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Hamilton LS on Declaration-Signer Philip Livingston's Estate, Ten Years After His Death
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ALEXANDER HAMILTON. Autograph Letter Signed, to [William Livingston], December 15, 1788, New York, New York. 3 pp., 6¼ x 7¾ in. Together with an engraving of Hamilton, 6 x 8½ in.

Inventory #27212       Price: $11,000

Complete Transcript

Dr Sir

Doctor Jones has communicated to me a letter of yours to him on the subject of a demand you have against the estate of your brother Phillip. As it is an object to all parties to save expence to the estate I take the liberty to explain you to its present situation. Since the death of Philip the Younger administration with the will annexed has been granted to Doctor Jones Doctor Livingston, your son Brockholst and myself. In permitting ourselves to be included in this troublesome and unprofitable business both Brockholst and myself have yielded to the solicitations of our colleagues. A suit has lately been brought against us for the executor of the trust by some of the Creditors and it is our intention to bring matters forward as soon as possible to have the direction of the Chancery for our guide and sanction.

Having stated this much My Dear Sir, I am only to assure you that it is my fixed resolution to <2>to prevent all unnecessary delay and to get rid of the burthen of the trust in the most expeditious manner consistent with our safety. I am persuaded that the interested Gentlemen associated with us are in the same disposition. They see clearly that this is the only course to be pursued and that to take a different would be to sport reputation and invite censure to no purpose.

But why it may be asked has a suit in Chancery been rendered necessary? The answer is that the affairs of the estate were in themselves complicated, and with the addition of certain transactions of the former administrators involve questions which the present Administrators ought for their own safety to receive the direction of the Chancery upon.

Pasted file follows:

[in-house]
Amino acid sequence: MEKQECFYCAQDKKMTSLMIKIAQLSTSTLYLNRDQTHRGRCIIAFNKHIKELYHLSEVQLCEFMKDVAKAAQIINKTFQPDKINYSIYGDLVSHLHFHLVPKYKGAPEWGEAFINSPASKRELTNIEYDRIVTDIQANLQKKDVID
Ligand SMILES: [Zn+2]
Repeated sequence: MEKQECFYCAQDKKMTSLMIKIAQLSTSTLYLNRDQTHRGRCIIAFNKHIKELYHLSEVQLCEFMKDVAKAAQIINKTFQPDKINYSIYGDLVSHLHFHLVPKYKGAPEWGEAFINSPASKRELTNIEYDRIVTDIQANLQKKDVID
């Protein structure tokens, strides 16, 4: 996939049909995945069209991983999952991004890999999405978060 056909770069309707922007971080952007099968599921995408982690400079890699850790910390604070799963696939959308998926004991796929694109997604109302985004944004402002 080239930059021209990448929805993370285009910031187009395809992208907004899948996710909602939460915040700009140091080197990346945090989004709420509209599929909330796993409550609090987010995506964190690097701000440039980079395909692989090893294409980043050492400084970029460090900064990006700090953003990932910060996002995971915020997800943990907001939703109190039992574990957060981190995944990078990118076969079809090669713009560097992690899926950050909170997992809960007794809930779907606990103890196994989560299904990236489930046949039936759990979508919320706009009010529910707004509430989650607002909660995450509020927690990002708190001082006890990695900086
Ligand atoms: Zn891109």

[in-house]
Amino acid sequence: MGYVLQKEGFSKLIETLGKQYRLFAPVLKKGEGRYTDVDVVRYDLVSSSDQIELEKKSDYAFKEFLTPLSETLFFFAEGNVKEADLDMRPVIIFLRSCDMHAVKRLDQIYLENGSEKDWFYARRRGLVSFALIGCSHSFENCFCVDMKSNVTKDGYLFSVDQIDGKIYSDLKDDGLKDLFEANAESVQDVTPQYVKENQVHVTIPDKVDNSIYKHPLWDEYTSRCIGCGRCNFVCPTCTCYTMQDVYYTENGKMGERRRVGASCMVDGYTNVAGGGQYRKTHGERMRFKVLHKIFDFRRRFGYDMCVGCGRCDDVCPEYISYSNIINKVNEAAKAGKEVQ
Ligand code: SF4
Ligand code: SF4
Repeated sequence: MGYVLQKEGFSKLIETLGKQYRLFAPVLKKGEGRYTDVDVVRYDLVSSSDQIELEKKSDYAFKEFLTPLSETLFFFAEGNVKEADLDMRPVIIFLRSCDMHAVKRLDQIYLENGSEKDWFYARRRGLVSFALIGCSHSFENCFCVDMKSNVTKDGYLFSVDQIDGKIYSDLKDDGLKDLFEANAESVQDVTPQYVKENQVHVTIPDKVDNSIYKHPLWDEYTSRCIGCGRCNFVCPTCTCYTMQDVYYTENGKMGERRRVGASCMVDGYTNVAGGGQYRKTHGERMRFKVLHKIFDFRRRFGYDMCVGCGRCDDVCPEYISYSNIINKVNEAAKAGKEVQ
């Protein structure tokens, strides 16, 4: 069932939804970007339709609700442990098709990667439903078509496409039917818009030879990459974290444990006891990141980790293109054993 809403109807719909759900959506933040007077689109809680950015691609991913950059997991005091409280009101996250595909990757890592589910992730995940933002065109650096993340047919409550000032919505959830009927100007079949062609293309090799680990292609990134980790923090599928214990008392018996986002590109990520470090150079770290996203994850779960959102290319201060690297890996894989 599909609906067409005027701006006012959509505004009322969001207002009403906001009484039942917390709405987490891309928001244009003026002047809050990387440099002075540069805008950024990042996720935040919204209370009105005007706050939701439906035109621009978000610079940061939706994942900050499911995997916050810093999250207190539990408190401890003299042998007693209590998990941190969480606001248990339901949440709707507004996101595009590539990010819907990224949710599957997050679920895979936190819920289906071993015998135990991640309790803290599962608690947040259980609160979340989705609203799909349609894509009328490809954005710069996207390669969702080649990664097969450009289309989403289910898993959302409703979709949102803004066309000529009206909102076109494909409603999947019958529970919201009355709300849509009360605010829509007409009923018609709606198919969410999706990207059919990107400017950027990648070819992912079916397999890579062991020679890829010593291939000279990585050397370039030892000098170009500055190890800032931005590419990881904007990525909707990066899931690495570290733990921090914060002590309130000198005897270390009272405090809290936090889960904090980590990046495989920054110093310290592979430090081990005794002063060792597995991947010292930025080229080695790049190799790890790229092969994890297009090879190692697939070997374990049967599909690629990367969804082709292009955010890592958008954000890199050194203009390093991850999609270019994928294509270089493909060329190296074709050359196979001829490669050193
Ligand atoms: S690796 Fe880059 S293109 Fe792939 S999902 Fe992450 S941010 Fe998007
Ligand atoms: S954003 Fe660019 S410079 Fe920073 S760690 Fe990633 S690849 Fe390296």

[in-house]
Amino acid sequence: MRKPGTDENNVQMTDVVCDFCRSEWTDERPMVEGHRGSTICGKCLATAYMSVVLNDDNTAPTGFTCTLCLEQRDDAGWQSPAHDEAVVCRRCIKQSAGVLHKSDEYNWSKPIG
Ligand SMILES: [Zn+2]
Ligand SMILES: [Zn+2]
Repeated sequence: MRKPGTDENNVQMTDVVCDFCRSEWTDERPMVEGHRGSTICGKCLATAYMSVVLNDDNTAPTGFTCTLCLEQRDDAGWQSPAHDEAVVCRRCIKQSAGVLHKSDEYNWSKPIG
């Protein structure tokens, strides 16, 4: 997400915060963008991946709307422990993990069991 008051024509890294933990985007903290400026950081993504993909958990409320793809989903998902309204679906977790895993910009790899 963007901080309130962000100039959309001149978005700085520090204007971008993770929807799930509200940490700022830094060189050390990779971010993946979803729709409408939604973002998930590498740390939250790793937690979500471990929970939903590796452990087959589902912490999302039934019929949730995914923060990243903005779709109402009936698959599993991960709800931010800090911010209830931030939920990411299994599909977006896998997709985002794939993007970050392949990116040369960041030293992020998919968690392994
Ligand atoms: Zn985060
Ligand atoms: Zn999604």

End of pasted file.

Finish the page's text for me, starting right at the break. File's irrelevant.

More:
This direction in a single suit will suffice. And indeed it is the intention to bring forward in the <3> present suit such a general view of the subject as will answer the purposes of all the Creditors. Other suits therefore as they cannot expedite and as they will diminish the fund by the expences attending them cannot be adviseable.

I have thought it proper myself to make the statement to you that you may know what is to be depended upon and may the better judge of the utility of a suit on your part. I remain with great respect & attachment

                                                            Dr Sir Yr Obed Sr

A Hamilton

New York Decr 15, 1788 <4>


Letter from the celebrated General Hamilton before he became Secretary of the Treasury under Washington. Sent to me by D. B. Ogden Esq of N. York son of the gentleman to whom it is addressed, (Coll Saml Ogden of Newark, N. Jersey.

                                                                        R. Zilen[?]1832

Historical Background
Although the endorsement asserts that the letter was addressed to Samuel Ogden of Newark, New Jersey, the contents indicate that it was addressed to William Livingston (1723-1790), the first governor of New Jersey who briefly housed the orphaned Hamilton after he arrived in the colonies in 1772. The letter discusses the complicated estate of Philip Livingston (1716-1778), who signed the Declaration of Independence and was the older brother of William Livingston. His unexpected death prompted the New York Legislature to assign trustees for his estate.

When Philip Livingston died in 1778, his estate had insufficient value to meet his debts, and the New York legislature passed an act naming new trustees after the original executors renounced the position.[1] The trustees were his son and heir Philip Philip Livingston (1741-1787), Isaac Roosevelt (1726-1794), and his nephew Robert C. Livingston (1742-1794). When his son Philip, to whom Hamilton here refers as “Philip the Younger,” died, the remaining trustees appointed Hamilton, son-in-law Dr. Thomas Jones (1733-1794), son-in-law Rev. John H. Livingston (1746-1825), and nephew Henry Brockholst Livingston (1757-1823) as the new administrators. It would take years to complete the settlement of the estate.